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Hirsute replied to Pub bike | 6 months ago
4 likes

It's rather more than. You adduce the highway code to demonstrate offences
Eg careless driving, driving without due care.
It's also the standard for driving tests.

As argued before by HP, there should be a driving examiner expert witness who would state what sort of fault would have been committed and if it would have resulted in a test failure.

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wtjs replied to Pub bike | 6 months ago
2 likes

there are few consequences for those that choose to ignore it

Most of it is firmly backed by law, and the cause of the absence of consequences for those who speed through red traffic lights, or drive without MOT, or illegally cross single and double white lines is The Police.

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Wheelywheelygood | 6 months ago
1 like

The rules are few and simple 1.  after dark wear black clothes show no lights or reflectors 2 ride on pavements as fast as you can hitting wheelchairs where possible  3 ignore red lights and any other safety rules  and ride on the wrong side often   4 keep paying into a funeral plan 

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Rendel Harris replied to Wheelywheelygood | 6 months ago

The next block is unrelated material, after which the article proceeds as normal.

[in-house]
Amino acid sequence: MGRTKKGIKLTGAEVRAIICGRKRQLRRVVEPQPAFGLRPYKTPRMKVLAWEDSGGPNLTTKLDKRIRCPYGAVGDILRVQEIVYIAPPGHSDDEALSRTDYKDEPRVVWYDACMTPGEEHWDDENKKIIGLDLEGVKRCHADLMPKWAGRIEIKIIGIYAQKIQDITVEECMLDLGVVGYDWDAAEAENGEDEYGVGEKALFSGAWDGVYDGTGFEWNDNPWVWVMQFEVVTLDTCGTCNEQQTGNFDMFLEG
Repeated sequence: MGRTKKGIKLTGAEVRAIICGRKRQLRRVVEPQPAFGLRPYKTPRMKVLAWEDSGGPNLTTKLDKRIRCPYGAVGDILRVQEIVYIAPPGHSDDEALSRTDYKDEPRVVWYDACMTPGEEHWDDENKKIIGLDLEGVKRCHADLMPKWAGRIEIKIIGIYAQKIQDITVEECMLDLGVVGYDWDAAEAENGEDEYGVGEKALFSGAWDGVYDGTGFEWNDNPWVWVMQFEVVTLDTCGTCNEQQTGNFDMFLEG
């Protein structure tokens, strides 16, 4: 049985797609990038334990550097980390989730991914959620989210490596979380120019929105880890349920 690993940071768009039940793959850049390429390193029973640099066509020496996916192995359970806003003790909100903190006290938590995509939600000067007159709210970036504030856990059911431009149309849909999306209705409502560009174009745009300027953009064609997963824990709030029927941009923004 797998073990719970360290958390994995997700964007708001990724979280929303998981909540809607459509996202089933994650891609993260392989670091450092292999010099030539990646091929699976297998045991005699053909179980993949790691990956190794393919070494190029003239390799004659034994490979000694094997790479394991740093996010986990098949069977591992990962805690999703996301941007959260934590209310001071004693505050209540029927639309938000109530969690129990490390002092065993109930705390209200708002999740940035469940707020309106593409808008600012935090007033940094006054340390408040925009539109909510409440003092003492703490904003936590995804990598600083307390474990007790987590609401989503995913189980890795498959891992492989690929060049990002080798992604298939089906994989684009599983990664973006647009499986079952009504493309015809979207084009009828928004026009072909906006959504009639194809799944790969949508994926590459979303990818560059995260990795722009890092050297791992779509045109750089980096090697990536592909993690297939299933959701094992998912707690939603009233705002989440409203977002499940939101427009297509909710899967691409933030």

15 likes

As the Book of Common Prayer reminds us, man that is born of woman hath but a short time to live...and you spent a portion of your precious time on this earth creating an account just to leave that comment. Well done.

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chrisonabike replied to Rendel Harris | 6 months ago
1 like

But maybe they take after Macduff - does that mean all bets are off?

Was wondering if/when this article would provoke some "humorous" versions; term obvs. used loosely here.

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Rendel Harris replied to chrisonabike | 6 months ago
2 likes
chrisonatrike wrote:

But maybe they take after Macduff - does that mean all bets are off?

Not at all relevant but there's an excellent sketch by John Finnemore dealing with the Macbeth/Macduff confrontation: "So you were a ceasarian, you ask your mum if she thinks that still counts as being born, I bet she does. When's your birthday?" "August 3rd." "There you are, BIRTHday. It's called birthday because that's the day you were born, it's not about about which exit you use..." 

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peted76 replied to Wheelywheelygood | 6 months ago
7 likes
Wheelywheelygood wrote:

The rules are few and simple 1.  after dark wear black clothes show no lights or reflectors 2 ride on pavements as fast as you can hitting wheelchairs where possible  3 ignore red lights and any other safety rules  and ride on the wrong side often   4 keep paying into a funeral plan